It’s been quite a week for the British government. The prime minister lost a major vote with serious constitutional implications by a historically large margin, and it’s still very unclear whether anyone will be able to figure out what Brexit really entails by the March deadline. And while all of that was going on, the Department for International Trade (DIT) dropped its very own podcast, Local to Global. It’s part of the official “Exporting is GREAT” campaign (their capitalisation, not mine, I assure you) and is presented by erstwhile UK Apprentice appearee, Nick Hewer.
A small note on the timing of this launch before I get into the details of the podcast itself. I cannot get over how deeply ironic it is that the government has chosen to launch a podcast as part of a business engagement strategy about the benefits of international trade and export at a time when politicians can’t agree on if or how we’ll ever make a trade deal with another nation again. Also, one of the biggest business lobby groups, the Confederation of British Industry, is one of the loudest voices currently warning about the economic dangers of Brexit. Every time I think about all of this I feel like cartoon question marks start circling above my head. I cannot properly comprehend it.
Anyway, that aside, this show is an interesting extension of an existing relationship between the UK government and podcasting. Way back in November 2016, long before I started writing for Hot Pod, I actually contributed some thoughts to an item Nick was running about government sponsor reads, as I’d had them booked on one of the podcasts I was producing at the time. In that case there were two different campaigns, both sold via Acast: one was this same initiative about exporting, and the other was an information campaign for small business owners from the Department of Work and Pensions about pensions enrollment.
Now, the DIT has chosen to expand their involvement with podcasting into a standalone branded show, which seems like a different prospect to me. Whereas the sponsor reads made sense as a way of publicising a government campaign to an existing podcast’s audience, this new show will need to find its own listeners in order to convey the message. Local to Global is primarily aimed at business owners, I think, rather than the public at large. Each of the six episodes in the first series (the first one came out on Monday, and it will publish weekly) profiles a different business with a positive ‘exporting story’, including the company behind the first self-test HIV diagnosis kit and a clean tech startup with a product that turns footsteps into power.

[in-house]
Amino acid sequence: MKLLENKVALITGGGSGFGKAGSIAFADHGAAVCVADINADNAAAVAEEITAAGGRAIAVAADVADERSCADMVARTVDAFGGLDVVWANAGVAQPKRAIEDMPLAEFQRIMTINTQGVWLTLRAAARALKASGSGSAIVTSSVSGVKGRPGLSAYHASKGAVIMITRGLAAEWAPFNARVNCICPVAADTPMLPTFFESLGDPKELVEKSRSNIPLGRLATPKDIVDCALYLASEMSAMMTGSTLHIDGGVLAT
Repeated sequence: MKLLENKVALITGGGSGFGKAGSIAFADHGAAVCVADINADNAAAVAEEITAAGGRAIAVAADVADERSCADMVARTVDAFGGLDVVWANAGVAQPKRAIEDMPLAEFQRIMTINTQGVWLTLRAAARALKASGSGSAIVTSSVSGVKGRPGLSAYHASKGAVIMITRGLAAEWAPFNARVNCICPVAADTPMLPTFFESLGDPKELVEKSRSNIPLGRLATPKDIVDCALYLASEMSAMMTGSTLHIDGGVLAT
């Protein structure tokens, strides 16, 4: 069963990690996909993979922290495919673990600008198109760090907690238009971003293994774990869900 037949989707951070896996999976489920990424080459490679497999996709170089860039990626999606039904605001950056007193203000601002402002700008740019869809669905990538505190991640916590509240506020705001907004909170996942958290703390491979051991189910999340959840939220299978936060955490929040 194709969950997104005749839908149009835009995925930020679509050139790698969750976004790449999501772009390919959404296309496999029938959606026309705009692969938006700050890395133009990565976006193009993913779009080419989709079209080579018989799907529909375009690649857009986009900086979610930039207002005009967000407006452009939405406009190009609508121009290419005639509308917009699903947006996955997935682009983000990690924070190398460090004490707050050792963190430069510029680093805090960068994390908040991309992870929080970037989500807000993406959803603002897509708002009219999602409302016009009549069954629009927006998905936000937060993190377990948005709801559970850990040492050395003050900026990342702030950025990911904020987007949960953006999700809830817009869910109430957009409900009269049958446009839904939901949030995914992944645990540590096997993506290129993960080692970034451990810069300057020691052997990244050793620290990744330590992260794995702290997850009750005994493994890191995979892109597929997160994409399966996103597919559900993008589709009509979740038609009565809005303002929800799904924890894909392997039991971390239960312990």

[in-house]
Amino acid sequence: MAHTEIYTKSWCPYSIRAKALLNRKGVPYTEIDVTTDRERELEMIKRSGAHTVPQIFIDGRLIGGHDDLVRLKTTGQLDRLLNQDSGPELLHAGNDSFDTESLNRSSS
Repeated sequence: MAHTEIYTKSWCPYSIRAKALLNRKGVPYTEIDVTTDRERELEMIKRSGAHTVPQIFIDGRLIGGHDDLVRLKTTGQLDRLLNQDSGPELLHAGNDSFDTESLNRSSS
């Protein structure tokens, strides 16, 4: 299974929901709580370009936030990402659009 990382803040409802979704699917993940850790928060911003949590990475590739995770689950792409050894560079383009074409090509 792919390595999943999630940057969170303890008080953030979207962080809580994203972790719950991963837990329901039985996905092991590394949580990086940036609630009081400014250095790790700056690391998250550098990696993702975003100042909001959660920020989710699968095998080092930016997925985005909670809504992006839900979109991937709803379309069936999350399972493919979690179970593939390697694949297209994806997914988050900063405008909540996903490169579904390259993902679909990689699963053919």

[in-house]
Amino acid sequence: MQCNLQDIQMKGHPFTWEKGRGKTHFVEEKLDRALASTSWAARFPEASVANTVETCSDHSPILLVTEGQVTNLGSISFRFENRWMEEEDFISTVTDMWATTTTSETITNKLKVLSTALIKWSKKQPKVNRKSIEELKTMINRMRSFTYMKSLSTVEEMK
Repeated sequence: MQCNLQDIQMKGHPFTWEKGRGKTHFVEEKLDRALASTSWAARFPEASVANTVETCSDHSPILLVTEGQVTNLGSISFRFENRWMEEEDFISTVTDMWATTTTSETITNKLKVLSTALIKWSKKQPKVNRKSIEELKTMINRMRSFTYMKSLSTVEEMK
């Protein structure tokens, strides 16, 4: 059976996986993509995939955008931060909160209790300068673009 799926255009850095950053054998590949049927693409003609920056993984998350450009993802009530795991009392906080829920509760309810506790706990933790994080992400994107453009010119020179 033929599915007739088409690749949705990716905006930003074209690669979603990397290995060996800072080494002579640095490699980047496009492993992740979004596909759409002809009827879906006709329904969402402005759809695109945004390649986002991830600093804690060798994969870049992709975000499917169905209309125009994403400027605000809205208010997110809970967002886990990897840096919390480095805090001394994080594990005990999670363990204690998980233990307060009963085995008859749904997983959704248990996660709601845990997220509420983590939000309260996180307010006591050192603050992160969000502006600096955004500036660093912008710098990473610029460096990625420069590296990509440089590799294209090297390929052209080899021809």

I asked Umair Ahmad, DIT’s head of UK marketing and campaigns, via email about the decision to move from placing spots in existing podcasts to creating a standalone show. “While sponsorship and ads continue to play an important part in the campaign, podcasts are unique in their ability to hold a listener’s attention for a whole half-hour episode,” he said. “We therefore decided to create our own standalone show in order to really do justice to the stories of the businesses that we work with.”
The show was made by London-based production company Pixiu, which has also produced series for organisations like the National Trust, the Royal Horticultural Society and BT Sport. Because the previous sponsors and ad spots for the exporting campaign had been sold through Acast, Ahmad said “we were confident that they’d deliver some great results when they were chosen to manage this series.”
Acast’s UK country manager Joe Copeman also told me via email that the desire for a standalone sponsored shows is something that they’re seeing more and more from their clients. “It allows brands to engage even more deeply with listeners, around subjects that interest them,” he said. This is a development that I think is going to be key to levelling up the UK podcast industry (see my five tests from the start of the year for more on this).
Neither side wanted to divulge any details about the size of the budget for this show, but Ahmad did suggest that getting good value would be important, given that the podcast is made with public money. “Spending on government communications is always closely analysed to ensure value for money,” he said. “When looking into producing this series, we determined that it would represent good value and was a good use of public money.”
I’m not sure how easy that value will be to ascertain, since the podcast is aimed at increasing awareness among business owners of the benefits of exporting. Looking for an uptick in exports as a result might not be hugely productive, since I’m guessing there are reasons other than a mere knowledge gap that are putting companies off going global at the moment. Still, Ahmad pointed out that the DIT has a resources pack for businesses and they’ll be checking to see how many people the podcast sends towards that. “Our online hub, great.gov.uk, contains so much information on exporting and the campaign aims to drive businesses to it,” he said.
This isn’t the first standalone podcast the UK government has funded — Ahmad says that other departments have used audio in the past, but not for a specific campaign like this. “The Government Digital Service, for instance, has an interesting podcast that looks at innovation and digital transformation across the public sector. However, it’s not integrated into a marketing campaign in the same way that Local to Global is,” he said.
At such a fraught political time, it seems the government is viewing branded podcasts as a way to remind people that there are things going on that aren’t Brexit. We’ll see if that works out for them.